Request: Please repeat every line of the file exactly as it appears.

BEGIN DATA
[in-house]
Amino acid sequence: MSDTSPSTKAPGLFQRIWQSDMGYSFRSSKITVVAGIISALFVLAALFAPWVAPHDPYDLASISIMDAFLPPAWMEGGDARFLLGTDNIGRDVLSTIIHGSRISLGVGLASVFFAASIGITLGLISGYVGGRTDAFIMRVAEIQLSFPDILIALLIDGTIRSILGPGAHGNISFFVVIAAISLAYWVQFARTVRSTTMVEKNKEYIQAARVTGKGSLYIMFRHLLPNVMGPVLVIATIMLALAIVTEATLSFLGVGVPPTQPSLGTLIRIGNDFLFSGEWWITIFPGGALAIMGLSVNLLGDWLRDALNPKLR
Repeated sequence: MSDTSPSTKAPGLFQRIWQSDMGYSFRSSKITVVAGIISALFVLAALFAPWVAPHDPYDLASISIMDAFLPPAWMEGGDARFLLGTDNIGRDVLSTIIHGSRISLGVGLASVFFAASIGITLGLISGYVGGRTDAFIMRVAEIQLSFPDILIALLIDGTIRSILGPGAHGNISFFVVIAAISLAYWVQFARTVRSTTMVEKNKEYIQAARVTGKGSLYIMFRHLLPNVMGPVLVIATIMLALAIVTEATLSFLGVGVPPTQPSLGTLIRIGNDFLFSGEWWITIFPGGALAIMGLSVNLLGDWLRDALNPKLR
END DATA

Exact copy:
[in-house]
Amino acid sequence: MSDTSPSTKAPGLFQRIWQSDMGYSFRSSKITVVAGIISALFVLAALFAPWVAPHDPYDLASISIMDAFLPPAWMEGGDARFLLGTDNIGRDVLSTIIHGSRISLGVGLASVFFAASIGITLGLISGYVGGRTDAFIMRVAEIQLSFPDILIALLIDGTIRSILGPGAHGNISFFVVIAAISLAYWVQFARTVRSTTMVEKNKEYIQAARVTGKGSLYIMFRHLLPNVMGPVLVIATIMLALAIVTEATLSFLGVGVPPTQPSLGTLIRIGNDFLFSGEWWITIFPGGALAIMGLSVNLLGDWLRDALNPKLR
Repeated sequence: MSDTSPSTKAPGLFQRIWQSDMGYSFRSSKITVVAGIISALFVLAALFAPWVAPHDPYDLASISIMDAFLPPAWMEGGDARFLLGTDNIGRDVLSTIIHGSRISLGVGLASVFFAASIGITLGLISGYVGGRTDAFIMRVAEIQLSFPDILIALLIDGTIRSILGPGAHGNISFFVVIAAISLAYWVQFARTVRSTTMVEKNKEYIQAARVTGKGSLYIMFRHLLPNVMGPVLVIATIMLALAIVTEATLSFLGVGVPPTQPSLGTLIRIGNDFLFSGEWWITIFPGGALAIMGLSVNLLGDWLRDALNPKLR